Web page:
Looking to increase the pace of play in the sport, the NCAA men's lacrosse rules committee has recommended a 30-second countdown for teams to take a shot after the referee has issued a stall warning.
The proposal follows growing criticism that stalling tactics such as those employed by Maryland in runs to the national title game the past two seasons are stunting the growth of the game and turning away potential fans.
The 30-second rule -- as well as other wide-ranging recommendations by the committee, which met Monday to Thursday in Indianapolis -- must be approved by the Playing Rules Oversight Panel; the group is scheduled to meet via conference call in September. If approved, the changes would be effective for the 2013 season.
Under the proposal, when a team is given a stall warning, a shot must be taken within 30 seconds. The count will be administered by the on-field officials, and there will not be a visible clock. If the 30 seconds expire without a shot on goal, the ball will be awarded to the defensive team. The rule forcing a team, once a stall warning has been issued, to keep the ball in the restraining box or lose possession would be eliminated.
Stalling will not be called during a man advantage. If a shot hits a defensive team player other than the goalkeeper, it will not be considered a shot on goal.
The committee had several lengthy discussions regarding pace of play, which included adding a shot clock.
"We did put in some components of counting but did not feel a mandated count on each possession was in the best interest of the college game," said Jon Hind, chairman of the committee and athletics director at Hamilton. "By creating this procedure, it puts a timing component into the game, but only when it is necessary."
The committee also is proposing changes that restrict the use of shooting strings or laces to create a U- or V-shaped pocket on sticks.
"Players are going through the opposition and almost look invincible when carrying the ball," Hind said. "There is a safety component to this, because it can lead to more physical play to dislodge the ball. It's not that we don't want a player to carry the ball, but we want him to move the ball too.
Another proposed change focuses on quicker restarts.
Officials are instructed to restart play quickly. If an opposing player is within 5 yards of the player that has been awarded the ball, the official will blow the whistle to start play.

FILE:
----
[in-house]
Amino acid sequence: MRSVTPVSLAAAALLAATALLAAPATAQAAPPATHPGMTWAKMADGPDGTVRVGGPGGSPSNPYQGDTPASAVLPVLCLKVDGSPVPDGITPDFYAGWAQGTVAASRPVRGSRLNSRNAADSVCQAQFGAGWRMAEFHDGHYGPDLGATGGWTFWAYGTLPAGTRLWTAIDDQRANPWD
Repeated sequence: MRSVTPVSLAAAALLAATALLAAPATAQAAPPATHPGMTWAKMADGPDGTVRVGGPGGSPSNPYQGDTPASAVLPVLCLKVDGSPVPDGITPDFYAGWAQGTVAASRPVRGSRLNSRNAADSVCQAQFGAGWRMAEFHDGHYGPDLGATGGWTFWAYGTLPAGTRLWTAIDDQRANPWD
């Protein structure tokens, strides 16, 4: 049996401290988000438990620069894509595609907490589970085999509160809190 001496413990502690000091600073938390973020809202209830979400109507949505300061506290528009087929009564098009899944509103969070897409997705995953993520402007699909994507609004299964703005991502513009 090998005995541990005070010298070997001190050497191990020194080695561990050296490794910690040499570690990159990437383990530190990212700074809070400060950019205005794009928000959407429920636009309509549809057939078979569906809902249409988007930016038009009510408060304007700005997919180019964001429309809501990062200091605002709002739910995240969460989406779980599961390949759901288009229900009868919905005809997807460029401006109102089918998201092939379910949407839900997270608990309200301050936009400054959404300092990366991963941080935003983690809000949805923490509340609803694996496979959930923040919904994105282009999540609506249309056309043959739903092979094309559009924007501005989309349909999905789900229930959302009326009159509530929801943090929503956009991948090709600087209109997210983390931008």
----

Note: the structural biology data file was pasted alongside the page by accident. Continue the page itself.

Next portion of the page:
Officials are also instructed to get the ball in play quickly and not be as deliberate with the exact location of the violation. Additionally, the goalkeeper is no longer given a five-second grace period to return to the crease regardless of where the ball is restarted.
There is an exception to the quick-restart rule when the offensive team is awarded the ball in the attack area. In these instances, play will be restarted anywhere outside of the attack area. The offensive team is responsible for moving the ball outside of the attack area for the restart.
The committee also made several recommendations in regard to faceoffs:
• Players taking the faceoff are not allowed to use a motorcycle grip.
• After two pre-whistle violations in one half by a team, subsequent violations result in a 30-second technical penalty.
• When a violation occurs, the faceoff player is no longer required to leave the field.
• During penalty situations, there must be four players in the defensive area and three players in the offensive area. Exception: When a team has three or more players in the penalty area, a player may come out of its defensive area to take the faceoff.
• Tape may not be added to the throat of the crosse of the player taking a faceoff.
• Most substitutions are to be made on the fly. The horn signaling substitutions will no longer exist. Additionally, the committee voted to expand the substitution box from 10 to 20 yards. The dimension of the team bench area remains the same.
• If the ball returns to the defensive half of the field and the offensive team regains possession, officials shall start the 30-second shot procedure.
• Points of emphasis focused on unsportsmanlike conduct/sideline behavior.Copyright © 2015, The Baltimore Sun